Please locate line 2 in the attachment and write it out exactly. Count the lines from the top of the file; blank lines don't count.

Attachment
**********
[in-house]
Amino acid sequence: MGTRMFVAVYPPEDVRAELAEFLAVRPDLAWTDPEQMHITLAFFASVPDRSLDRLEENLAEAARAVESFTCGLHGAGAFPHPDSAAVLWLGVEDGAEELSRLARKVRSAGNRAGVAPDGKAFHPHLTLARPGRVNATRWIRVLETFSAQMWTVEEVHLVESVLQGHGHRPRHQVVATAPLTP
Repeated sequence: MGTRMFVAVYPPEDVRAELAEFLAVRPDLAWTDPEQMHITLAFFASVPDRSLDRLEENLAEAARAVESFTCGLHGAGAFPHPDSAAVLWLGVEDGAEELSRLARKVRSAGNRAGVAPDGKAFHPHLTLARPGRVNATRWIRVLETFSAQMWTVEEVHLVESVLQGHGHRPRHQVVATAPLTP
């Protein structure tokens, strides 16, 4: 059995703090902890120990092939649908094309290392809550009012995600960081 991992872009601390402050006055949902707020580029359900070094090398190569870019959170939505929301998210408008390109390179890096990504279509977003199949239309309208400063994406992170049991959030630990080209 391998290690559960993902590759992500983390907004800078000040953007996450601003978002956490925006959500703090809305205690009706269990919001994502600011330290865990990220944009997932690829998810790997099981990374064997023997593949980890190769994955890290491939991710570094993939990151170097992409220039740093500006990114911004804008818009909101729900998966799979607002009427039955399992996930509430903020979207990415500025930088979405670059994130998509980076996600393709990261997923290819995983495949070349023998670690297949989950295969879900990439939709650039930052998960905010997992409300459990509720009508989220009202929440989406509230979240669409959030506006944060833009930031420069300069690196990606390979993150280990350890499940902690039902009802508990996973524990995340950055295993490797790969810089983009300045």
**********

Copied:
Amino acid sequence: MGTRMFVAVYPPEDVRAELAEFLAVRPDLAWTDPEQMHITLAFFASVPDRSLDRLEENLAEAARAVESFTCGLHGAGAFPHPDSAAVLWLGVEDGAEELSRLARKVRSAGNRAGVAPDGKAFHPHLTLARPGRVNATRWIRVLETFSAQMWTVEEVHLVESVLQGHGHRPRHQVVATAPLTP